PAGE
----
Art Merge Lab proudly presents Myself / Them, the first solo exhibition in the United States by South Korea-based artist Jin Young Yu. Bringing together over twenty of the artist’s doll-like sculptures, the exhibition features Yu’s highly personal character studies from two major bodies of work, including her recent series, “Me & Myself,” and her latest series “Me & Them.” Presenting works that never been exhibited together, as well as works that will be making their public debut, the exhibition takes place at Art Merge Lab’s new popup gallery in Arts District, Downtown LA. With an opening reception on September 19th from 6:00pm to 8:00pm, the exhibition will run through October 17.

Through the artist’s nearly invisible renderings of emotionally complex individuals, she dramatizes the pressures in contemporary life between how we are expected to behave versus how we really feel. With acute sensitivity, Yu explores that tension in evolving ways. From the series “Me & Myself,” inspired by her own life, she explores individuals who wish to be invisible but are trapped in a society that demands constant public sharing, to the series “Me & Them,” where she explores an individual’s inner struggle with voices from her past.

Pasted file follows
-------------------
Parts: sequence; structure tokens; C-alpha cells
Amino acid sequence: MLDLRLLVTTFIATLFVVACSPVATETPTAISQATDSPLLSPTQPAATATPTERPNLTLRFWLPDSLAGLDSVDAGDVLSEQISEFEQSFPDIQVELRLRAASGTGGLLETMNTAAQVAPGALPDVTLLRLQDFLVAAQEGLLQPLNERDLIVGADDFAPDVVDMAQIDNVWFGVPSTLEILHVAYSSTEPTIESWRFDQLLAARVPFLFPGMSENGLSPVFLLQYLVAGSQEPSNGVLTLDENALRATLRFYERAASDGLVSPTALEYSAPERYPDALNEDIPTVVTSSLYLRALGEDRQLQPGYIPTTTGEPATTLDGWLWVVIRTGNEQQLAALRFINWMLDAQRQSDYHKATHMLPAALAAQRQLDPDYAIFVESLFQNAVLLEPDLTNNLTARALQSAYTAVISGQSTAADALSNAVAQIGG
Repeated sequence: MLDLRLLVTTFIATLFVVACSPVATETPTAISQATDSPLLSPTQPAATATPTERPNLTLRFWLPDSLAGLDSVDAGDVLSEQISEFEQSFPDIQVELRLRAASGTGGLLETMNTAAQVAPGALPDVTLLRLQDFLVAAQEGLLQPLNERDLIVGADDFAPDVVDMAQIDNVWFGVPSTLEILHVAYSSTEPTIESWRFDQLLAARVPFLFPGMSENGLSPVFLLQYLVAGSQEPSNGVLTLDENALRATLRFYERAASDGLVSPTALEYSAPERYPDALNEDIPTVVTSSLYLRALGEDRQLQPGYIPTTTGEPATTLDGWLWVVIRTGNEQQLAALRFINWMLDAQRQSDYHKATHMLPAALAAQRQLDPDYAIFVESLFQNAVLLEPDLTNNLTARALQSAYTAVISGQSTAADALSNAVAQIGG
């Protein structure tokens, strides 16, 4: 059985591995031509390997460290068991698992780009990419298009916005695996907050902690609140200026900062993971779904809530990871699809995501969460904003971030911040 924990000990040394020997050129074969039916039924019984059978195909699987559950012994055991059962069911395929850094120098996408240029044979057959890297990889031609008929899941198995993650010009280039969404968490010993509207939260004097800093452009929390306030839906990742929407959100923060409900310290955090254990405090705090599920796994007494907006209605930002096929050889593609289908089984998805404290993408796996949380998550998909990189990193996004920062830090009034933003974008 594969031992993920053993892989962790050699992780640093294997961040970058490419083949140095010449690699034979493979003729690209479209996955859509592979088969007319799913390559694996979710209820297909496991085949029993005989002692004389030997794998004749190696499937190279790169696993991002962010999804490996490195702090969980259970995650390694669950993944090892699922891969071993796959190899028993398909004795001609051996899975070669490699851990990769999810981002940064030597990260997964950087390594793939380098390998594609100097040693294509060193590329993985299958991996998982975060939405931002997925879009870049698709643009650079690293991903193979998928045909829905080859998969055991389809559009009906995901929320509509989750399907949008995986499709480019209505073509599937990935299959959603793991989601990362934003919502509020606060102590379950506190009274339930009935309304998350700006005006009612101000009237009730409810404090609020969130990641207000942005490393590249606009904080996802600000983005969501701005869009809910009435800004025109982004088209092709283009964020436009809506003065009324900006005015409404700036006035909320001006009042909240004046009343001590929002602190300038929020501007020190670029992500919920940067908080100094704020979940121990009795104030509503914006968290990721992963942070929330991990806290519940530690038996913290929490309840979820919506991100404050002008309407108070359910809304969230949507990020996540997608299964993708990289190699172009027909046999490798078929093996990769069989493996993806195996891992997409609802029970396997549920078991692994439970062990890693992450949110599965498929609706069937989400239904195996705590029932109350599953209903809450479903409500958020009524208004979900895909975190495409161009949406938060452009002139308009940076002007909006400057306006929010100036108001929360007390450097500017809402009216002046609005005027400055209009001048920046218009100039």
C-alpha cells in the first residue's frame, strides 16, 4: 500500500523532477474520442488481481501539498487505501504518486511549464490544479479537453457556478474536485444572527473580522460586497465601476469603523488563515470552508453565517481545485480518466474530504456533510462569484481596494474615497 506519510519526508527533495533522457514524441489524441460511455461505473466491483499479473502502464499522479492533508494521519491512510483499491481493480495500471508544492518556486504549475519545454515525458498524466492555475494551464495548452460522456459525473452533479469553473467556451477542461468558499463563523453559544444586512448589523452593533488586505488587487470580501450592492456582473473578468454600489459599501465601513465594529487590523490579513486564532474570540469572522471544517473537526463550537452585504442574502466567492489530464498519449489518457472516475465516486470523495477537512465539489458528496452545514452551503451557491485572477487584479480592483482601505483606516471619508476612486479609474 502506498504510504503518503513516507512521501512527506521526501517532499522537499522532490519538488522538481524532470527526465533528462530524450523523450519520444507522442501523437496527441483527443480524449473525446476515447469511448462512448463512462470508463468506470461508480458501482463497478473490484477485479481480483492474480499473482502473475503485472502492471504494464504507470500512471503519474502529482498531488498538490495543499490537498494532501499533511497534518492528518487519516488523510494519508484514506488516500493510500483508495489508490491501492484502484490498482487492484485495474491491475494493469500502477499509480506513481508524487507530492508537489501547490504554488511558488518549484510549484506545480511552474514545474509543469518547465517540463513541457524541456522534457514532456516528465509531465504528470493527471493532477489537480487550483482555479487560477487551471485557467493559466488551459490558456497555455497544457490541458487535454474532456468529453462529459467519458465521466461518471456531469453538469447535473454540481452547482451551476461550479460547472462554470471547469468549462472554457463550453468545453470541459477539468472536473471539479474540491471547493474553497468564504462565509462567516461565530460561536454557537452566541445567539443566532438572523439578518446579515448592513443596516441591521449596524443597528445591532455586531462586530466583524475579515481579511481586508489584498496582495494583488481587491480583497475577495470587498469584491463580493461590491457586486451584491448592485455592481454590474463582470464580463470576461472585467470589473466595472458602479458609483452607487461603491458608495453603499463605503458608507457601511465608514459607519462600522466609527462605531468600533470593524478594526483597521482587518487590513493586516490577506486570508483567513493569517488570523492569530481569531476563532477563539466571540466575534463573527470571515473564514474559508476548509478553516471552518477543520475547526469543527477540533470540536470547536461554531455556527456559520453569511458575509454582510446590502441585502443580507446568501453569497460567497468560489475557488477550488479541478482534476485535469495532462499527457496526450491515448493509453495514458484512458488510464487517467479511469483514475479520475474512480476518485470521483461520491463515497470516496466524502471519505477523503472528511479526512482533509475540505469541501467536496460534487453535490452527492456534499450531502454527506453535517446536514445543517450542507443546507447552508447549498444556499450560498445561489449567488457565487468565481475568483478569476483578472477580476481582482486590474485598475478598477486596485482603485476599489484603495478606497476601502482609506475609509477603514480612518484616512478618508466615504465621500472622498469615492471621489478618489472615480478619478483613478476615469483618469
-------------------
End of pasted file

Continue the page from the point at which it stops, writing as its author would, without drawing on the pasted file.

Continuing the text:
Yu achieves the invisibility of these sculpted figures through highly transparent plastic, a material that she prefers because it does not bend light the way glass and other choices would. Using a labor-intensive process done entirely by hand, Yu is able to create eerie ethereal effects for her sculptures. The transparent bodies are produced in halves divided vertically, and attached to one another by stitches, a process that reinforces the hand-made quality of the work and testify to the artist’s mastery.

The most recent body of work finds Yu moving away from transparency toward translucency, and away from the tension between an individual and society, and toward the personal internal struggle of individuals. Works from the “Me & Them” series place the artist’s poignant characters in dialog with voices from their own past. These figures appear surrounded by faces and voices that hover hauntingly around their heads.

With the exhibition, Yu assembles her sculptures into installations that incorporate smaller two-dimensional acrylic works that complement the nearly life-sized sculpture. The acrylic works were made specifically for this exhibition and have never been shown before. By bringing her figures together in a mise-en-scene, the exhibition makes full use of the raw and expansive popup gallery space.

Many Korean social critics consider Korea to be over-conformist and homogeneous. Human interactions are governed by a severe level of “formality.” This age-old social mentality has been clashing with the growing influence of Western individualism. Yu is one of the most potent commentators in Korea on this state of affairs, yet her highly personal, sympathetic character studies give her work universal resonance. Her works are emotion-packed, anxiety-ridden artifacts of contemporary struggles that many people in the world go through to meet social expectations and find their own voice. Her renderings of doll and animation-like figures and her finger-on-the-pulse subject matter truly represent Korean contemporary art.